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Alcohol Use As a Risk Factor in Infections and Healing

View Article: PubMed Central

ABSTRACT

Physicians have recognized for more than a century that alcohol use is associated with infections and that alcoholics are especially at risk for pneumonia. Clear evidence now indicates that alcohol has a systemic effect on every organ. This review first presents a clinical case to describe a patient with immunity issues complicated by alcohol use—a setting familiar to many clinicians. This is followed by a description of the molecular mechanisms that explain the secondary immune deficiency produced by alcohol in the host, focusing mostly on the gut and lower respiratory mucosal immunity. The goal of this review is to increase awareness of the new mechanisms being investigated to understand how alcohol affects the human immune system and the development of new strategies to attenuate adverse outcomes in the affected population.

No MeSH data available.


Related in: MedlinePlus

Alcohol use increases intestinal permeability and endotoxin levels. The mechanisms include increases in microRNA miR-212 levels, which decrease gene expression within the zonula occludens, resulting in increases to miR-155 that produce intestinal inflammation. Alcohol induces expression of the enzyme CYP2E1, increasing reactive oxygen species, which damage tissue through increases in oxidative stress. Alcohol also increases the expression of circadian clock genes that alter intestinal permeability.
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f1-arcr-37-2-177: Alcohol use increases intestinal permeability and endotoxin levels. The mechanisms include increases in microRNA miR-212 levels, which decrease gene expression within the zonula occludens, resulting in increases to miR-155 that produce intestinal inflammation. Alcohol induces expression of the enzyme CYP2E1, increasing reactive oxygen species, which damage tissue through increases in oxidative stress. Alcohol also increases the expression of circadian clock genes that alter intestinal permeability.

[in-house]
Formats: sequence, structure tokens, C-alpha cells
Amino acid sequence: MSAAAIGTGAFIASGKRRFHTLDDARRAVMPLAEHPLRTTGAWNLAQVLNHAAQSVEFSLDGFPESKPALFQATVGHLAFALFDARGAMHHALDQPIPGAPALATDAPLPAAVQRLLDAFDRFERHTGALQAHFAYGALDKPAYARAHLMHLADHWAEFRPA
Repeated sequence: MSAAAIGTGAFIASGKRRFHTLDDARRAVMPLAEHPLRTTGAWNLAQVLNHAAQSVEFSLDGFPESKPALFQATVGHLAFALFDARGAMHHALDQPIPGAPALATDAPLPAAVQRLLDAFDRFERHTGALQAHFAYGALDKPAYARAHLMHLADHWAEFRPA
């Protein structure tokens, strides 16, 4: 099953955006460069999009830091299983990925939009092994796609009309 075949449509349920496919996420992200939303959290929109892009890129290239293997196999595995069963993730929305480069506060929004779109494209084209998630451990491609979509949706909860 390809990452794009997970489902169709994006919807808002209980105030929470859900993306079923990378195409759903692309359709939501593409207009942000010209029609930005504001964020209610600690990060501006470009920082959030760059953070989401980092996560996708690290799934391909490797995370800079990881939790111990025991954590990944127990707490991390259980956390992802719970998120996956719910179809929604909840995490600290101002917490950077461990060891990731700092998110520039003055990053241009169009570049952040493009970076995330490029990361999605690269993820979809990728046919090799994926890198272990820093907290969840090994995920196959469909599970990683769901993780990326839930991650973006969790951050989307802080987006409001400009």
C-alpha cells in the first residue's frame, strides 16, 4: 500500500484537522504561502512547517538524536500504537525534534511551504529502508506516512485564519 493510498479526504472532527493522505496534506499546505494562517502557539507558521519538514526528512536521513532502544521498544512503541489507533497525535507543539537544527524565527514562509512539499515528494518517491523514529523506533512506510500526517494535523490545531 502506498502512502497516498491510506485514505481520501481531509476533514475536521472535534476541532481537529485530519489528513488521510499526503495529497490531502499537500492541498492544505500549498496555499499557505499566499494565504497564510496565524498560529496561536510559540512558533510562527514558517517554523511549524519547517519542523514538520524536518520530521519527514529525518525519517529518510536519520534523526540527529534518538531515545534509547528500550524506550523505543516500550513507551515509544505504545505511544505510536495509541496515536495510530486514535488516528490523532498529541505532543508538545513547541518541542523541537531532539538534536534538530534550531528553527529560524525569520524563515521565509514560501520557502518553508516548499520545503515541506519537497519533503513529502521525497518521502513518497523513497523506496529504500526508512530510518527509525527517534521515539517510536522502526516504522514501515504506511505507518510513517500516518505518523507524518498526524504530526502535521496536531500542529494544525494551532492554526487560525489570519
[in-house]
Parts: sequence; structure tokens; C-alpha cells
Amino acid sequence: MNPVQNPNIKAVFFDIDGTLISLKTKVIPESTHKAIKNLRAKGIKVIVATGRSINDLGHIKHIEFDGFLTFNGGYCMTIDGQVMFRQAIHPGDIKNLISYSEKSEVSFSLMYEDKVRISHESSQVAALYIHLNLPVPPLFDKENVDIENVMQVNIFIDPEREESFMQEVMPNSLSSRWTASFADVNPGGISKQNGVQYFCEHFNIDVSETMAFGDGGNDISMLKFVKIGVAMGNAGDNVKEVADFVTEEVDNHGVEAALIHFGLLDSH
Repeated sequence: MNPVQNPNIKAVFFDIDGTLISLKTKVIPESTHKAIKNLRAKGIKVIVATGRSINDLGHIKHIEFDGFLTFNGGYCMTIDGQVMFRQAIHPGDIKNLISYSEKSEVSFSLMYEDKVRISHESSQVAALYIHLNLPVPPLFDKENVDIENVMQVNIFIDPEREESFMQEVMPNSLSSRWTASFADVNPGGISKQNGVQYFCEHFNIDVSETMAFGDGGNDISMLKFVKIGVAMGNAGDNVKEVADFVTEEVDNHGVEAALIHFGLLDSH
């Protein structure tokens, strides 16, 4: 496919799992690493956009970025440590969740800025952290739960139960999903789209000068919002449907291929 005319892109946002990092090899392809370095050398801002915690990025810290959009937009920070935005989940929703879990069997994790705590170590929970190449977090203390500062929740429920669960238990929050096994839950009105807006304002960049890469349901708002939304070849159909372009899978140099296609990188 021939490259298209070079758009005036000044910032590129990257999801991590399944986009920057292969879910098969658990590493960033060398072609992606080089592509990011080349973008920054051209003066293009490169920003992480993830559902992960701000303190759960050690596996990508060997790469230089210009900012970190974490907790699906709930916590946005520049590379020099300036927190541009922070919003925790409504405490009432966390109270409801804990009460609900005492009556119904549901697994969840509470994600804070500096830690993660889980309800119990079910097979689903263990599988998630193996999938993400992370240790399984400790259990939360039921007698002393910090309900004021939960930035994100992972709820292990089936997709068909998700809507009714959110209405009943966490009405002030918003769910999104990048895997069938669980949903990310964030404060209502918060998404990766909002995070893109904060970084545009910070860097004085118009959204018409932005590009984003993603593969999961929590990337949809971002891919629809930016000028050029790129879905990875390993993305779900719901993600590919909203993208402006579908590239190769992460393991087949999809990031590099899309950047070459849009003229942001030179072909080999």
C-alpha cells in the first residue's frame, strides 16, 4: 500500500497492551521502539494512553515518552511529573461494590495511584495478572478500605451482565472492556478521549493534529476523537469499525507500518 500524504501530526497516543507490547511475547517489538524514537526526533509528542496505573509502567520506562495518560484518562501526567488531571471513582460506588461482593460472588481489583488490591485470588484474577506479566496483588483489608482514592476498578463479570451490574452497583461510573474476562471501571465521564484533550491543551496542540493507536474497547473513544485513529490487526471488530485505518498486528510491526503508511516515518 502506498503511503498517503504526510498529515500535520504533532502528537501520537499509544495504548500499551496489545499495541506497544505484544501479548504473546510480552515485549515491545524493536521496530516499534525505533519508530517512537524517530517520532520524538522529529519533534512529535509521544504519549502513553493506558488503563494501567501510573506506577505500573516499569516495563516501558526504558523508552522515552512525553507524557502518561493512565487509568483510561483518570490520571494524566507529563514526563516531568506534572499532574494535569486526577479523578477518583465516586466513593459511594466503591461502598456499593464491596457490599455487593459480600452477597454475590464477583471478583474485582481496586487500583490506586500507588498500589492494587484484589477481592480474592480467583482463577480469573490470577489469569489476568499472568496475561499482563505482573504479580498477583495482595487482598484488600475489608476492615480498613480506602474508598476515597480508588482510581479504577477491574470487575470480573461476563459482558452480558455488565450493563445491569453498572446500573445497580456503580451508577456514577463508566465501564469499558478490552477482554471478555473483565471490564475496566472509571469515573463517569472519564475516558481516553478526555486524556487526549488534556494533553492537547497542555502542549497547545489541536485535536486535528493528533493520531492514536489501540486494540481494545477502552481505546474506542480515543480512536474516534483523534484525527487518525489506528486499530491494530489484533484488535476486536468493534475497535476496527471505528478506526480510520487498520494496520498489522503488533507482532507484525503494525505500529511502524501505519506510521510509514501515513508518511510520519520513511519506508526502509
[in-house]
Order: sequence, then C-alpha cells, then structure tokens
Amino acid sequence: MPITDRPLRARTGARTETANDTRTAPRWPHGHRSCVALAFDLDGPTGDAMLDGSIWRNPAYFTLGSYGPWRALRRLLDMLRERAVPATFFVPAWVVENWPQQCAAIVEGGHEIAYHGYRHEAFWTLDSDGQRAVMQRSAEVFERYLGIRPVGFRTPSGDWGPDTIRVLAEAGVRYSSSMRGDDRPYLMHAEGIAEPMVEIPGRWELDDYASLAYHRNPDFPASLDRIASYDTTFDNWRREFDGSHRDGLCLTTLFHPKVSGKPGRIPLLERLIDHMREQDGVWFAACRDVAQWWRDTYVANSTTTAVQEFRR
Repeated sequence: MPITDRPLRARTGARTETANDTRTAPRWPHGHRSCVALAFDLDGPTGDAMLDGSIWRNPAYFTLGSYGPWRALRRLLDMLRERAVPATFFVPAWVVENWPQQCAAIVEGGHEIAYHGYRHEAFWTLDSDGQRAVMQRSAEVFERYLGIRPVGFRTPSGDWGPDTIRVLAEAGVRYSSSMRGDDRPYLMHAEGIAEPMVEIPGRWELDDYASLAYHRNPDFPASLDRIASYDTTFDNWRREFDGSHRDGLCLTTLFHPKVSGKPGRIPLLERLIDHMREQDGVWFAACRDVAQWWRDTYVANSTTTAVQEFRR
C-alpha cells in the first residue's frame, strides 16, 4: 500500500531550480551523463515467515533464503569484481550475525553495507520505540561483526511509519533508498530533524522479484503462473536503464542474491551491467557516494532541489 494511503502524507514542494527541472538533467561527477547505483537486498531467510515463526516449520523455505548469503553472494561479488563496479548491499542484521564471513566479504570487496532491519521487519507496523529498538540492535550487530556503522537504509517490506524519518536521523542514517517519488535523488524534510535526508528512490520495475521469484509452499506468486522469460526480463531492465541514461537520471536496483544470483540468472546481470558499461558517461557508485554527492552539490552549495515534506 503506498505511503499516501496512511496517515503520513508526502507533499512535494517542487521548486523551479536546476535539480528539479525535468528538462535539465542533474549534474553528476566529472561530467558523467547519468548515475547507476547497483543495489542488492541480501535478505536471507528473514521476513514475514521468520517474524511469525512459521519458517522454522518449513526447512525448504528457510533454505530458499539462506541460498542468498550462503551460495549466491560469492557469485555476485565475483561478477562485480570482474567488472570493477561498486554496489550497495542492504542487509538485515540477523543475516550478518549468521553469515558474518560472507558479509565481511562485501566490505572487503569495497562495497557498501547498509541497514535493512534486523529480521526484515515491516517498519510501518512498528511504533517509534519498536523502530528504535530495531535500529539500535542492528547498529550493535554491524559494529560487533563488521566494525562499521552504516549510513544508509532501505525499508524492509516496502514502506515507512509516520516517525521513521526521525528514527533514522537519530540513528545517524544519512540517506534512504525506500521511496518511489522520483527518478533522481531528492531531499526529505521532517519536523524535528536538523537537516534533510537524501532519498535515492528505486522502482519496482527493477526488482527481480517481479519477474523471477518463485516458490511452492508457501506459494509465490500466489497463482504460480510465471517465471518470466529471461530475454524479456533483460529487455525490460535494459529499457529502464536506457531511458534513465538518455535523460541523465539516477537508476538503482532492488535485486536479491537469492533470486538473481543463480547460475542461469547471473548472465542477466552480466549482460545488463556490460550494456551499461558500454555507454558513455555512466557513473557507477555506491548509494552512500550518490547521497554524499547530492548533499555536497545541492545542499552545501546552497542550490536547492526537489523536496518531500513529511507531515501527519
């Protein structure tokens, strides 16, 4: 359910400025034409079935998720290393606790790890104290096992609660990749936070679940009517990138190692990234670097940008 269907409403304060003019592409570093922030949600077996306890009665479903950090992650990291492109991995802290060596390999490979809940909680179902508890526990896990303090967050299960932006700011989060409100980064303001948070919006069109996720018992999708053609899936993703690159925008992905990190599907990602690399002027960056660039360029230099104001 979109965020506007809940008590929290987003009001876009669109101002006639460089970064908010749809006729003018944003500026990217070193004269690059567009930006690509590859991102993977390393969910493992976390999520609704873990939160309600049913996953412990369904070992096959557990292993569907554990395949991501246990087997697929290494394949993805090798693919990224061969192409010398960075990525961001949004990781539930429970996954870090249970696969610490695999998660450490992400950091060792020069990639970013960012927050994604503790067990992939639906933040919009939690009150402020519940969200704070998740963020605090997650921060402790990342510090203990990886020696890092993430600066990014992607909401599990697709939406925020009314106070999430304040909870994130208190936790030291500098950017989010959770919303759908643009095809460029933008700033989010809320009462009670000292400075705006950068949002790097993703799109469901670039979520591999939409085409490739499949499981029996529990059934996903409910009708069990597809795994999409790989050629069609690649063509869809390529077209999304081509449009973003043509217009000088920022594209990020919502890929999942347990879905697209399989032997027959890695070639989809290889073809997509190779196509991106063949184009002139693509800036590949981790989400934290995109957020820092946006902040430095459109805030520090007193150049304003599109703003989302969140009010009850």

Mentions: The exact mechanisms underlying alcohol’s role in increasing gut permeability and/or transient endotoxemia are not clearly elucidated, but recent studies have suggested some possible causes (see figure). Cytochrome P4502E1 is an enzyme present in the liver and is involved in the metabolism and oxidation of alcohol, fatty acids, and foreign compounds (Cederbaum 2010). CYP2E1 is the most highly expressed isoform of the CYP450 cytochrome enzymes and is highly expressed not only in the liver but also in the small intestine and colon. In addition, an acute model of alcohol binge intoxication in mice shows that alcohol can induce the expression of intestinal CYP2E1 and that this induction is correlated with higher endotoxemia and translocation of liver bacteria. These outcome measures were substantially reduced, however, in Cyp2e1− mice (genetically modified mouse in which Cyp2e1 gene is inactive) compared with wild-type control mice, suggesting that CYP2E1 is essential for development of gut leakiness. The deleterious effects of alcohol-induced CYP2E1 were ameliorated with treatment with the antioxidant N-acetylcysteine (Abdelmegeed et al. 2013).